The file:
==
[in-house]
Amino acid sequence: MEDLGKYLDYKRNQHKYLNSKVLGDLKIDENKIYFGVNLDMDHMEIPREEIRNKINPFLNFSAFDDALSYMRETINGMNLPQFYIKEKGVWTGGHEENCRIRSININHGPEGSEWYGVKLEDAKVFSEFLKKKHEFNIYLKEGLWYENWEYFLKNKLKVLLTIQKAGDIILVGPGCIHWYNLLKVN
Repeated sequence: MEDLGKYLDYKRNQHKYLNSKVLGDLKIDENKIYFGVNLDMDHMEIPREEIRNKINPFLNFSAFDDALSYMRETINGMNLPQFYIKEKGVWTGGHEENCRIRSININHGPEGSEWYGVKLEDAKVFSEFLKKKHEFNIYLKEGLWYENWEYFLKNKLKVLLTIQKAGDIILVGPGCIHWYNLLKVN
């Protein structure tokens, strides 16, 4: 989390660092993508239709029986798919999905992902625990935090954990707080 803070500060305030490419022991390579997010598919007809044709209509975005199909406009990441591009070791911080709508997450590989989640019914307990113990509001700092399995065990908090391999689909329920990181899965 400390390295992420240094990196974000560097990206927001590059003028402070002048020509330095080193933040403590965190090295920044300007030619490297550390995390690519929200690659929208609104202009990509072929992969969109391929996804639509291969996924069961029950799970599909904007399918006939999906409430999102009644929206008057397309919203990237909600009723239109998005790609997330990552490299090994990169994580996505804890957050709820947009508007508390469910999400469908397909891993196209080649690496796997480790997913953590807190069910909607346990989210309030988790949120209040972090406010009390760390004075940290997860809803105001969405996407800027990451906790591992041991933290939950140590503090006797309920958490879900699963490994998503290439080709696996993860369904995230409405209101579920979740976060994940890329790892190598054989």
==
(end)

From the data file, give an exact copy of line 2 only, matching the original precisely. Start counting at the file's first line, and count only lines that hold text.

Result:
Amino acid sequence: MEDLGKYLDYKRNQHKYLNSKVLGDLKIDENKIYFGVNLDMDHMEIPREEIRNKINPFLNFSAFDDALSYMRETINGMNLPQFYIKEKGVWTGGHEENCRIRSININHGPEGSEWYGVKLEDAKVFSEFLKKKHEFNIYLKEGLWYENWEYFLKNKLKVLLTIQKAGDIILVGPGCIHWYNLLKVN